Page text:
Grants, the Bank and Mrs Merton

Two months ago, the Welsh Assembly Government heralded a ‘new era for business support’ with the aim of making Government backing for new or growing enterprises “faster, simpler and more responsive to their individual needs.”

Of course, the real question is whether the small firm sector will get the support it requires or whether the Assembly Government will continue to focus its efforts, as it has done during the last nine years, on offering large financial incentives in the form of regional selective assistance grants, for large companies to locate to Wales.

Some would argue that the latter situation will prevail and only this week, the Assembly Government provided major support to HSBC in creating 250 call centre jobs in Newport over the next couple of years.

I am big fan of HSBC and no one can blame them for taking advantage of such generosity when such a massive grant is waved in front of them by the Welsh Assembly Government? I am sure that any company of whatever size in the same situation would do the same.

However, for politicians to pretend that the only reason they located the jobs in Wales was because of other factors does tend to stretch credibility, particularly given the nature of the jobs within the call centre industry.

To an extent, it’s like the classic line from Mrs Merton, “So (Debbie McGee), what attracted you to the millionaire Paul Daniels”, except that in this case, it’s “So, HSBC, what attracted you to the grant-supported Welsh economy?”

No doubt, Assembly spokespersons will bring out the usual explanations regarding the high skill levels of the local workforce and the commitment of local supplier chains.

Yet despite these factors which do differentiate the Welsh economy from the other regions of the UK, policymakers still feel compelled to use taxpayers’ money to support highly profitable large companies that surely are able to pay their own way in relocating here in Wales.

So what is the extent of such largesse by our political masters? Believe it or not, actually discovering the value of grant awards to large companies has become nigh on impossible and even our elected representatives are unaware of the exact detail regarding grant assistance.

Indeed, the last time a specific paper on grant spend in Wales was presented to an Assembly Committee was over two years ago on May 3rd 2006. As a result, there is no accountability for the spending and it is frankly an incredible situation that the Welsh Government of the day no longer feels compelled to report on how it uses taxpayers money to support businesses across the nation.

The only source of information (for now), is to be found on the decision reports webpage of the Assembly Government, which regularly provides information on the decisions made by the Welsh Industrial Development Advisory Board (WIDAB). This is a statutory body which advises the Economic Development and Transport Minister on offers of Regional Selective Assistance(RSA) to business projects, usually over £500,000 in value.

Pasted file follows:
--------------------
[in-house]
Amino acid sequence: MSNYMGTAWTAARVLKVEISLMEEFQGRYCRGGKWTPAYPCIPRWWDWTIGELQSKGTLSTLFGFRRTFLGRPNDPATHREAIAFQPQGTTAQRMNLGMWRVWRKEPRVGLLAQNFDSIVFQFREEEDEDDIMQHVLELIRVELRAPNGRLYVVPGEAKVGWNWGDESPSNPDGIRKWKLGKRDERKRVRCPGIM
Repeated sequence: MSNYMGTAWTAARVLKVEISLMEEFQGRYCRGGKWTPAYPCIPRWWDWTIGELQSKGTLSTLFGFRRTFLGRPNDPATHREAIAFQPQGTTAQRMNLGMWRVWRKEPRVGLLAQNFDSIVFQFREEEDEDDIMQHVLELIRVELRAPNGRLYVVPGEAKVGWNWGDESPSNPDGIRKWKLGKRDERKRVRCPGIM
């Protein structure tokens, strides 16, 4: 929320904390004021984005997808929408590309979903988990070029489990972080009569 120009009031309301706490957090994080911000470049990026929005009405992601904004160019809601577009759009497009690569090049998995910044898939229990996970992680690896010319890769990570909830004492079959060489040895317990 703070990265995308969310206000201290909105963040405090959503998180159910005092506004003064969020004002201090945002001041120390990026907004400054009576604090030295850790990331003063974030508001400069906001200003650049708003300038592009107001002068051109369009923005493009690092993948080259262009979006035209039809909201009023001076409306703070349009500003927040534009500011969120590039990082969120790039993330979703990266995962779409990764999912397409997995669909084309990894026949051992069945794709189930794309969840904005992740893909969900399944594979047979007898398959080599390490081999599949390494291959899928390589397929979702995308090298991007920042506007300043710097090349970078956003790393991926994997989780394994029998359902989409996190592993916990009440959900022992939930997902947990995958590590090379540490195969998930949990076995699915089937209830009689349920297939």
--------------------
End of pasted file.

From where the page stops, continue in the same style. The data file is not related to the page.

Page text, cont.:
An examination of the WIDAB grant approvals during the twelve months shows that £33.5 million of regional selective assistance grants was awarded to 21 companies across Wales at an average cost of £12,731 per job. Given the average size of the projects - £1.6 million – one can assume that these went to large firms either relocating here in Wales or expanding their operations. Of course, unlike a loan system, none of this grant money will be repaid by the large companies and so the Welsh taxpayer is essentially subsidising the operations of large companies which frankly do not need it.

It has been indicated that the new Single Investment Fund will be underpinned by a long term strategy of moving businesses away from grant support to an investment culture with the introduction of more repayable loans and grants with upside equity stakes. This would be a bold move but should also take into account the need to provide grant funding to the riskier end of business support, namely start-ups and R&D-based technology businesses, including those relocating here to Wales.

Any movement by the Assembly Government towards repayable grants must apply equally to large firms as to small firms. There cannot be a system where large firms are given non-repayable grants from the public purse whilst the Assembly Government penalises smaller firms unfairly or, worse still, starts to act as a public sector venture capitalist by putting together unworkable equity deals with more subclauses than a deal with the devil.

At a time when all firms are struggling with the credit crunch, we need a transparent business support structure that can make a difference to the Welsh economy. In this respect, the Assembly must ensure that it is not only large firms that get favourable treatment for the support required but that our small firm sector, which employs the majority of the Welsh workforce, also receives the same level of quality support as multinational corporations with their own deep pockets.

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